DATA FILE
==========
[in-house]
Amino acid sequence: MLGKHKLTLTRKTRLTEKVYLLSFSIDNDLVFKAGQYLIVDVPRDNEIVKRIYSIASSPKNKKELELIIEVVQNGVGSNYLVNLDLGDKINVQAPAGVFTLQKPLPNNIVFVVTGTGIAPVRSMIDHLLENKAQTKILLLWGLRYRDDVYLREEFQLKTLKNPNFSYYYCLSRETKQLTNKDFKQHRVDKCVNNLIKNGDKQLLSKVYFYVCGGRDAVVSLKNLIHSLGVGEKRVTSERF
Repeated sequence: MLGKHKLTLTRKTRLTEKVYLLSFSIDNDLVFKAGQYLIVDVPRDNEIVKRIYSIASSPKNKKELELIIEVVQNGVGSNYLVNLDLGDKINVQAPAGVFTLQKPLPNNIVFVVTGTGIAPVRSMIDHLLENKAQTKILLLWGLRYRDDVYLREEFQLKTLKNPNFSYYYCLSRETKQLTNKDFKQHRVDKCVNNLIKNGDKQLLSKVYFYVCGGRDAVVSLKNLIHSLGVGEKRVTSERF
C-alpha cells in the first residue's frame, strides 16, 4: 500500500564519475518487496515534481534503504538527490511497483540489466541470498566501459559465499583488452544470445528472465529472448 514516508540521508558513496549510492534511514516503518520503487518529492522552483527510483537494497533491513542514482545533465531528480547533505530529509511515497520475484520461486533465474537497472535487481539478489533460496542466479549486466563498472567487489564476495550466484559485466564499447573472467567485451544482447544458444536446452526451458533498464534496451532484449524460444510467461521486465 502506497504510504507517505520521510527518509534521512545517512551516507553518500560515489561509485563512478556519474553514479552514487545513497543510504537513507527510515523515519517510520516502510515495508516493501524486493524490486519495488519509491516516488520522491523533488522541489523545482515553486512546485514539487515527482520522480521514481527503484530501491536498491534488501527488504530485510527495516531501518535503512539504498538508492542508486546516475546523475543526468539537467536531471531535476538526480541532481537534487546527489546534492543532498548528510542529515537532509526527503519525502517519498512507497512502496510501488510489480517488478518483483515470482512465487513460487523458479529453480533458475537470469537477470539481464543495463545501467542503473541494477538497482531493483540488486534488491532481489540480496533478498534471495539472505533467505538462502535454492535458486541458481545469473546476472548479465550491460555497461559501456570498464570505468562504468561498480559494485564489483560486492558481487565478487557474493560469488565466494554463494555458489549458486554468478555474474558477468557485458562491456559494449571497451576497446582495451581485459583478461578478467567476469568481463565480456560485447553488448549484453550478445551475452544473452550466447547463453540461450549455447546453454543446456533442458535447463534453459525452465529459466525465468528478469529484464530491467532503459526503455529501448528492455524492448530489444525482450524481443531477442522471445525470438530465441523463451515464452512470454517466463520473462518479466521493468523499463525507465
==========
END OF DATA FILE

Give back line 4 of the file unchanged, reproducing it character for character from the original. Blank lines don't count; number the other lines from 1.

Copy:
C-alpha cells in the first residue's frame, strides 16, 4: 500500500564519475518487496515534481534503504538527490511497483540489466541470498566501459559465499583488452544470445528472465529472448 514516508540521508558513496549510492534511514516503518520503487518529492522552483527510483537494497533491513542514482545533465531528480547533505530529509511515497520475484520461486533465474537497472535487481539478489533460496542466479549486466563498472567487489564476495550466484559485466564499447573472467567485451544482447544458444536446452526451458533498464534496451532484449524460444510467461521486465 502506497504510504507517505520521510527518509534521512545517512551516507553518500560515489561509485563512478556519474553514479552514487545513497543510504537513507527510515523515519517510520516502510515495508516493501524486493524490486519495488519509491516516488520522491523533488522541489523545482515553486512546485514539487515527482520522480521514481527503484530501491536498491534488501527488504530485510527495516531501518535503512539504498538508492542508486546516475546523475543526468539537467536531471531535476538526480541532481537534487546527489546534492543532498548528510542529515537532509526527503519525502517519498512507497512502496510501488510489480517488478518483483515470482512465487513460487523458479529453480533458475537470469537477470539481464543495463545501467542503473541494477538497482531493483540488486534488491532481489540480496533478498534471495539472505533467505538462502535454492535458486541458481545469473546476472548479465550491460555497461559501456570498464570505468562504468561498480559494485564489483560486492558481487565478487557474493560469488565466494554463494555458489549458486554468478555474474558477468557485458562491456559494449571497451576497446582495451581485459583478461578478467567476469568481463565480456560485447553488448549484453550478445551475452544473452550466447547463453540461450549455447546453454543446456533442458535447463534453459525452465529459466525465468528478469529484464530491467532503459526503455529501448528492455524492448530489444525482450524481443531477442522471445525470438530465441523463451515464452512470454517466463520473462518479466521493468523499463525507465